CV Advice

The following is an example of what a CV should include:

Personal details

These are traditionally at the top of your resume and should include your name, address, home / mobile telephone numbers and email address.

Personal profile or summary

Before you begin writing ask yourself the following questions:

  • Firstly what work experience does the vacancy require?
  • Secondly how can you best highlight your achievements and experience in these areas?

Now write a brief statement and description of yourself and your career achievements, include your career objectives, aims and what you consider to be your strongest personal traits. Also explain what sort of role you are looking for and also why.

Career history

Give a breakdown of your employment history, starting with the most recent or present. Include the following information:

  • Employers name.
  • Location where you were based.
  • Employment dates.
  • Job title.
  • Duties and responsibilities

In it list those skill sets and career achievements which you feel are relevant to your industry or to the job that you are applying for. To emphasis particular keywords consider making them bold or underlining them.

Details of present and previous employment

If you have a long career history then only mention in detail the most recent ones, there is no real need to explain in detail what you did 20 years ago. There is no need to go into lengthy descriptions of your previous employment. Instead use bullet points to list key responsibilities and duties that relate to the vacancy you are applying for. Try to keep them as brief, relevant and simple as possible, remembering to highlight any keywords.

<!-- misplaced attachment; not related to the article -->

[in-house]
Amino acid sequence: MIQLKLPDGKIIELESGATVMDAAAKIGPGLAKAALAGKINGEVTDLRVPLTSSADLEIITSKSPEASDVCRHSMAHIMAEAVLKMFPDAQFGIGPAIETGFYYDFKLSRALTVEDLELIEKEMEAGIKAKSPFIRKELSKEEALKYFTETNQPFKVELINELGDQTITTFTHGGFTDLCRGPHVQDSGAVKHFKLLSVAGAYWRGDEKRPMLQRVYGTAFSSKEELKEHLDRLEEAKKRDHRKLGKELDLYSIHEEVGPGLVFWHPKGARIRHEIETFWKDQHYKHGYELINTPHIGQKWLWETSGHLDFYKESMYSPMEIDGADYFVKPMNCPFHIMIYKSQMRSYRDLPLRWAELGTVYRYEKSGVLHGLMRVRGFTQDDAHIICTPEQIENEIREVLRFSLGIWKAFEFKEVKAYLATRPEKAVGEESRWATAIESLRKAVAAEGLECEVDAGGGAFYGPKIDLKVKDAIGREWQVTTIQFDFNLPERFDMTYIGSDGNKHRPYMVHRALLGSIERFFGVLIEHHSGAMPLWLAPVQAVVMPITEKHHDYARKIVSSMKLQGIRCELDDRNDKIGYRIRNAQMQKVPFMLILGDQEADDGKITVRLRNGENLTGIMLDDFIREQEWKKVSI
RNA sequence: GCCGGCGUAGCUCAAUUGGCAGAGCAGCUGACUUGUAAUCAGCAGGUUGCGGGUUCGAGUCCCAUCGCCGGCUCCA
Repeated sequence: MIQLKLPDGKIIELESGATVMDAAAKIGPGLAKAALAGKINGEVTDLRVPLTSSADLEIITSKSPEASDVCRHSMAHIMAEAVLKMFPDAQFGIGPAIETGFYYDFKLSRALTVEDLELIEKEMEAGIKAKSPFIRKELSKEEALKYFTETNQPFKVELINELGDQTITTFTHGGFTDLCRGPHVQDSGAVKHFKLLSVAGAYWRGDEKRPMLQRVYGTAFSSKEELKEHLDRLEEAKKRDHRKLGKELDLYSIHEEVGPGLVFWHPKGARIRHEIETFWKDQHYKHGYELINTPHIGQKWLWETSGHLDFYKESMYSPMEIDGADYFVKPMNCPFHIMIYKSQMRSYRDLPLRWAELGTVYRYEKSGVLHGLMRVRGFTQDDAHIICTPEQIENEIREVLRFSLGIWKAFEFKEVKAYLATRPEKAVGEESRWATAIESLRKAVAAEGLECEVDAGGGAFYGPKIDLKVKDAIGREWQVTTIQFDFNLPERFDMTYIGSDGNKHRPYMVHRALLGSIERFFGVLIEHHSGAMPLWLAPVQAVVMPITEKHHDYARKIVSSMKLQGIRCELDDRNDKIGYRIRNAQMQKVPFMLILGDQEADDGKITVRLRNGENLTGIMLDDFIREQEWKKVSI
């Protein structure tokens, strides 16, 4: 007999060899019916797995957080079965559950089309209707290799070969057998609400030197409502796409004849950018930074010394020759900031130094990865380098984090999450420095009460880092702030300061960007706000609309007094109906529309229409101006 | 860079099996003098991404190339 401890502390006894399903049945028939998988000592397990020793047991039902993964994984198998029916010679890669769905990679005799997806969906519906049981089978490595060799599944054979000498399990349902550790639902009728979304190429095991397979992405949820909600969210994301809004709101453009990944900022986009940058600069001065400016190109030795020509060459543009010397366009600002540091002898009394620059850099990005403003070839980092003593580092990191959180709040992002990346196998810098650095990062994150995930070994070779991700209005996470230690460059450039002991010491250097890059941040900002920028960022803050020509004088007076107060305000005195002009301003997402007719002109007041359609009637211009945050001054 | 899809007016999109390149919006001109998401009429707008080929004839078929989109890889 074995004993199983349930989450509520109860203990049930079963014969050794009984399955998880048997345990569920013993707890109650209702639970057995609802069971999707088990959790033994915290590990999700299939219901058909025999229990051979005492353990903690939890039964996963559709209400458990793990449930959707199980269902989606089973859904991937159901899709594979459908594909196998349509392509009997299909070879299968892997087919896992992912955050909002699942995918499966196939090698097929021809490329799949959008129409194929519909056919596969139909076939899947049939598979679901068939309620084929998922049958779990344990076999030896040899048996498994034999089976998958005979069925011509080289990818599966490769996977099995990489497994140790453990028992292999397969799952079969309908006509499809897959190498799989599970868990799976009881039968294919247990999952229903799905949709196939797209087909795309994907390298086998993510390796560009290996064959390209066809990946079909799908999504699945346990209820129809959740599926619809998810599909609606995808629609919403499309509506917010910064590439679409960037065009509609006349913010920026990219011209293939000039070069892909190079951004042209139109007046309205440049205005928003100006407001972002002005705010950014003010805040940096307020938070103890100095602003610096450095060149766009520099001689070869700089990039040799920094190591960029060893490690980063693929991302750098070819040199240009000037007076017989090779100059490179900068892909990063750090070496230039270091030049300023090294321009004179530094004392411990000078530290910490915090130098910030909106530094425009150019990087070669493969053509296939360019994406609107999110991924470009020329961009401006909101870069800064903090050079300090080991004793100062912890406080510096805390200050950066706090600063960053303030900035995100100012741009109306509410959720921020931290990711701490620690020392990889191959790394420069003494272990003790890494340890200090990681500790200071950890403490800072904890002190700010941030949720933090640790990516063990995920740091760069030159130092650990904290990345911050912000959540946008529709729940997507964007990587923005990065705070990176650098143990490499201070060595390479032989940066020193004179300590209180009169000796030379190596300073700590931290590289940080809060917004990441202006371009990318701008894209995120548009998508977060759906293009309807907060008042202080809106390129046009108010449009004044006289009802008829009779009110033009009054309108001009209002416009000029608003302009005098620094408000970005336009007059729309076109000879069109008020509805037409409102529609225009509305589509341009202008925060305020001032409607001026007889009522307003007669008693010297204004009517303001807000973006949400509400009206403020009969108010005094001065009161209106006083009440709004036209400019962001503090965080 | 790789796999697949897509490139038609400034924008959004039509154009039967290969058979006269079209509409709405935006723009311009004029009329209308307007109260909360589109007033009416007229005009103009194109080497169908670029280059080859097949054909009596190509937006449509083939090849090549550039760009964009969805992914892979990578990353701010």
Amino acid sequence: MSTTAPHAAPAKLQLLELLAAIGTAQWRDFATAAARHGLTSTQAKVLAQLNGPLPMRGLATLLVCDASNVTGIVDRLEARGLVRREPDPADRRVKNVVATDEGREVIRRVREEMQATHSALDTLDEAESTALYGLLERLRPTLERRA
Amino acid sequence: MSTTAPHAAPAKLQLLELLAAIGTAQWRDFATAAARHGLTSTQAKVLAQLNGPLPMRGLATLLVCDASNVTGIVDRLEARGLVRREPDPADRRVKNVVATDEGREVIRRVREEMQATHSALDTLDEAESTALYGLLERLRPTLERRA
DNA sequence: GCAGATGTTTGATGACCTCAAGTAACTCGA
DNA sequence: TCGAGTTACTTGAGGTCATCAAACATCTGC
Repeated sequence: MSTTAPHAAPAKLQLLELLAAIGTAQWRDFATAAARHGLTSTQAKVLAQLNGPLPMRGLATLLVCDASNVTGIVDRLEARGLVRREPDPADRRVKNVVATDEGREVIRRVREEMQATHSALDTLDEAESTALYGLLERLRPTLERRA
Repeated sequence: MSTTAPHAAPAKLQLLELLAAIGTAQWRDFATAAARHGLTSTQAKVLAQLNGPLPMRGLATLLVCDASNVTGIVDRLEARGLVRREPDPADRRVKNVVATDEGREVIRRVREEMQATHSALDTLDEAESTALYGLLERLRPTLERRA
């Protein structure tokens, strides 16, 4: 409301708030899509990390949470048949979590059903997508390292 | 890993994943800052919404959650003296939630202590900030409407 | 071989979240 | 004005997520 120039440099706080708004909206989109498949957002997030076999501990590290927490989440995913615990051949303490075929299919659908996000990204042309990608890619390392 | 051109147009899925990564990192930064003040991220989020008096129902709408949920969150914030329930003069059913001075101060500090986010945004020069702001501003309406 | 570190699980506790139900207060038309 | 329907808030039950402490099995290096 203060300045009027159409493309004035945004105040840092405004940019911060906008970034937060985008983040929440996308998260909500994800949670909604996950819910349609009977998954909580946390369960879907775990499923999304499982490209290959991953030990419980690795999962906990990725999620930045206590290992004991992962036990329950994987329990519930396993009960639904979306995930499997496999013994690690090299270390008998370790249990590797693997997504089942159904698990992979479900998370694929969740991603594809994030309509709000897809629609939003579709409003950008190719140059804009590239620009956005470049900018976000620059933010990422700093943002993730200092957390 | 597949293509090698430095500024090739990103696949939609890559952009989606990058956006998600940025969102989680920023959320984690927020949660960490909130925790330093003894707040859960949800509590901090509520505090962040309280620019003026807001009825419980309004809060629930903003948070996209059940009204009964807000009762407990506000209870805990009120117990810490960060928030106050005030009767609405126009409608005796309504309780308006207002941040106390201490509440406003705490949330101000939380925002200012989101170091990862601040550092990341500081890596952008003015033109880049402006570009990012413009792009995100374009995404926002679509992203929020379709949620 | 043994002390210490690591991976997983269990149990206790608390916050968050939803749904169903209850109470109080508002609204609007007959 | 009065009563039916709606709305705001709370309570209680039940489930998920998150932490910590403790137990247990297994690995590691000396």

Areas of expertise and work experience

Focus on showing key data and facts that can benefit the employer. If possible give examples of your achievements. Focus on showing that you are an accomplished hard worker who can bring many positive attributes to your new place of employment.

Academic qualifications

List your academic qualifications including the certificates, dates, locations, colleges or universities and grades.


This section is usually placed at the end of your CV and to save valuable space should just be a short sentence saying 'References available on request'. There is no need to include the details of your references. If required you can supply these later on.

The following should not be included in your CV:


There is no need to put this in a CV or to attach a photo. It is not standard practice, can backfire on you and it also takes up valuable space.

Your failures

Your CV must be a positive document, so avoid putting in examples of negative experiences at work or in your personal or academic life.

Unusual fonts

Do not use unusual fonts, very bright colours or cartoon figures in your CV. These will not grab the readers’ attention, look amatuerish and will create an immediate bad impression of you.

Unnecessary headings

Save space on your CV by not putting in headings and titles that are not necessary.

Leisure activities

Not really advisable as space is at a premium there is no need to give details about your hobbies, unless of course they are related to the job you are applying for. For instance if you are applying for a management position then if you were the manager or coach of your local football team you should mention it.

Your health

There is no real reason to mention this unless you have a medical condition that can affect your ability to do a job.

Religion, sexuality or political affiliations

In your CV there is no need for you to include your religion, sexual orientation or what political party you voted for.

Reasons for leaving your previous jobs

Again no real reason to tell people why you left your previous employment, if an employer wants to know they will ask you at the interview stage.